The Mask Carver’s Son
Set during the late 1800s in Japan and in France, this novel is a portrait of two artists, Kiyoki and his father, Ryusei. In Kyoto, Ryusei’s parents tragically die after eating poisonous plums he had picked. He atones by cutting down the tree and becoming a skilled mask carver in the ancient Noh tradition. His masks impress the patriarch of the Kanze theatre. Ryusei sells his masks and also marries the patriarch’s daughter, Etsuko. Although Etsuko dies giving birth to Kiyoki, he is gifted with his mother’s painting talent. Kiyoki develops his drawing abilities in secret from his authoritarian father. Japan is in a period of slow transformation during the Meiji reforms, and Kiyoki becomes infatuated by Western-style paintings, particularly those by French Impressionists. He gains admission and a scholarship to study at a prestigious art school and departs for Tokyo, which distresses his father.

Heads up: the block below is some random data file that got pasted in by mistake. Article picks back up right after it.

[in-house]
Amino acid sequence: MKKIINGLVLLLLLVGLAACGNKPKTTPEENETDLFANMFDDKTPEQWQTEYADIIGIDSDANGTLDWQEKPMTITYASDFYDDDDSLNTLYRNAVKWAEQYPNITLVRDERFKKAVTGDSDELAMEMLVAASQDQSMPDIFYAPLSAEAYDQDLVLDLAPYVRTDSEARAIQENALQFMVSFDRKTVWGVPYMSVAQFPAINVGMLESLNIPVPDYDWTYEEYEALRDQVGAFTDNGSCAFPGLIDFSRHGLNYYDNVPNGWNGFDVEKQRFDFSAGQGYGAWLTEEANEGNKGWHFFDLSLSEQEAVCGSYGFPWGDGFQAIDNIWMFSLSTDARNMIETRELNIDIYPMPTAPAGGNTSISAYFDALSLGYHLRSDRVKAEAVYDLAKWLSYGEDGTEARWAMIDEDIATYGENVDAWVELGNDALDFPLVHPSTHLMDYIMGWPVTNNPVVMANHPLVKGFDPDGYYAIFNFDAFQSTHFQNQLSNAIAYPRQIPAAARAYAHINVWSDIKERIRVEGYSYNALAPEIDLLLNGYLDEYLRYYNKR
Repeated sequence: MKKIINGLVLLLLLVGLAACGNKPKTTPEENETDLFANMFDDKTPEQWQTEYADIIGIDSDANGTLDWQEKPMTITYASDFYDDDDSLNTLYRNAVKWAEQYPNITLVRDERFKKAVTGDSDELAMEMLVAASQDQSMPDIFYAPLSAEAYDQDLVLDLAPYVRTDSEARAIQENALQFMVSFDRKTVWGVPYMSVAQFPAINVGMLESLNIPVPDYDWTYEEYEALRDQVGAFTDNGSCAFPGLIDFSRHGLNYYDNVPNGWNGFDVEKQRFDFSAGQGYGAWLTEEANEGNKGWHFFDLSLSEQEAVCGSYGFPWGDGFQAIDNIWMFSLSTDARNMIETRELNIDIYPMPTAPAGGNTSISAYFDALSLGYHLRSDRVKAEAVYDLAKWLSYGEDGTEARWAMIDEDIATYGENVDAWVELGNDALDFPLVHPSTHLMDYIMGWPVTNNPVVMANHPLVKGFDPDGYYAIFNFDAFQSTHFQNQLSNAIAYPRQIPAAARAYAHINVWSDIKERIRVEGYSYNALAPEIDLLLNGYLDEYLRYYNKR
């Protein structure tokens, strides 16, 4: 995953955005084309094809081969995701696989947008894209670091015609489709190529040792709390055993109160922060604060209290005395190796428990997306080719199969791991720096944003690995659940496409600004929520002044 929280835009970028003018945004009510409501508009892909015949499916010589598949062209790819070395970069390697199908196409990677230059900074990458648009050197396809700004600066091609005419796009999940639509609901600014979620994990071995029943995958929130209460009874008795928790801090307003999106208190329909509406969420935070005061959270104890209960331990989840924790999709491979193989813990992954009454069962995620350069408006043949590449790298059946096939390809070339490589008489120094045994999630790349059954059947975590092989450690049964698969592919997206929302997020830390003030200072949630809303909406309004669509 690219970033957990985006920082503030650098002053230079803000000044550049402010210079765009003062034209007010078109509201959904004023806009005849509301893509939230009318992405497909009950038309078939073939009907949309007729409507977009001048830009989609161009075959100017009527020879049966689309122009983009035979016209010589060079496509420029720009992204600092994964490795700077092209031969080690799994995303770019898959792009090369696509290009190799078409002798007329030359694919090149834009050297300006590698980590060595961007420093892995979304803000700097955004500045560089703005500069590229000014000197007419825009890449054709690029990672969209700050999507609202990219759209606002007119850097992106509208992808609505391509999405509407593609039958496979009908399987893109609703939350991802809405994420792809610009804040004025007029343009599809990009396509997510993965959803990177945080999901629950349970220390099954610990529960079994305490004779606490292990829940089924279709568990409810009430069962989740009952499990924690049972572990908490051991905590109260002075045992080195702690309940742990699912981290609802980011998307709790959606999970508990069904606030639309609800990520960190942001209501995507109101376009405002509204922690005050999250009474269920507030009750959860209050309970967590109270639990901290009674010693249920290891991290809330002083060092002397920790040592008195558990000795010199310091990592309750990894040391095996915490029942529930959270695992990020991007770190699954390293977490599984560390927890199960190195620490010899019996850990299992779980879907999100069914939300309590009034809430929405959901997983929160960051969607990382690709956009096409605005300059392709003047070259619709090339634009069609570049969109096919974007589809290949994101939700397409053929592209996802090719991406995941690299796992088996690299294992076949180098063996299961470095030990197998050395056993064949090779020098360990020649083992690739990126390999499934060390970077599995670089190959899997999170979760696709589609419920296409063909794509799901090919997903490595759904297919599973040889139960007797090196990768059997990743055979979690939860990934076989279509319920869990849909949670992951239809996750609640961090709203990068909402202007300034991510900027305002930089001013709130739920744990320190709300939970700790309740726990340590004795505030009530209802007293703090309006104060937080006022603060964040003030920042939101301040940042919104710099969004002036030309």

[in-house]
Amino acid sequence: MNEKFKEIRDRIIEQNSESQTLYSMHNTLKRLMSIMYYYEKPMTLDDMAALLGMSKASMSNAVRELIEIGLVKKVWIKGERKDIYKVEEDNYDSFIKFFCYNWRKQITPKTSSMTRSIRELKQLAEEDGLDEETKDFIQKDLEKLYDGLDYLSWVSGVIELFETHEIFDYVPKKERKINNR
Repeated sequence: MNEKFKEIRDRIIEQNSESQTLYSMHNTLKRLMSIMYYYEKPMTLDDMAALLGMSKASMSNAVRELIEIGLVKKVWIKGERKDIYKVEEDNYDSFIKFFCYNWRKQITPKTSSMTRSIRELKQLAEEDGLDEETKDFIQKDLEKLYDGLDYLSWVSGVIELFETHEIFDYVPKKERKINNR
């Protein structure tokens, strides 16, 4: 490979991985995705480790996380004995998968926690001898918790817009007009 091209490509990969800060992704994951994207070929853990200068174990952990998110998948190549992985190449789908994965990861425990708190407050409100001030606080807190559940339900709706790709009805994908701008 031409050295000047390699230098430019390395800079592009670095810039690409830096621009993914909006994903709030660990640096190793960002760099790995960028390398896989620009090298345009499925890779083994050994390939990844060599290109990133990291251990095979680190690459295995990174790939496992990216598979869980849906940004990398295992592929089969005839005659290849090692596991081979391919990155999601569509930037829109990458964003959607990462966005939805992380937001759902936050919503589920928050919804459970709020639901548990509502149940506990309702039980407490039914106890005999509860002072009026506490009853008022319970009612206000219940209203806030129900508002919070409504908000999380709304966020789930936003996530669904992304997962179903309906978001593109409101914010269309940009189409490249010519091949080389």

Kiyoki comes of age in Tokyo and becomes attracted to a fellow male student, Noboru. He thinks of Noboru as: “someone Michelangelo would have begged to study.” Their gay encounters are narrated just as delicately as their paintings. Kiyoki’s inheritance enables him to fulfill his dream of studying in Paris. However, Noboru is unable to accompany him. In Paris, Kiyoki concentrates on honing his craft but thinks and dreams often of Noboru.
Using Kiyoki’s first-person voice, Alyson Richman has narrated the Japanese and French cultural and historical period details superbly. The toils of the artists are depicted vividly, and the descriptions of the wood-carving, masks, museums, theatres, and paintings are all informative. The slight digression into the back story of secondary characters makes us wish to know more of Kiyoki’s life in France, particularly his second visit there. The ending drags somewhat; nevertheless, the storyline keeps us engrossed to the unpredictable conclusion.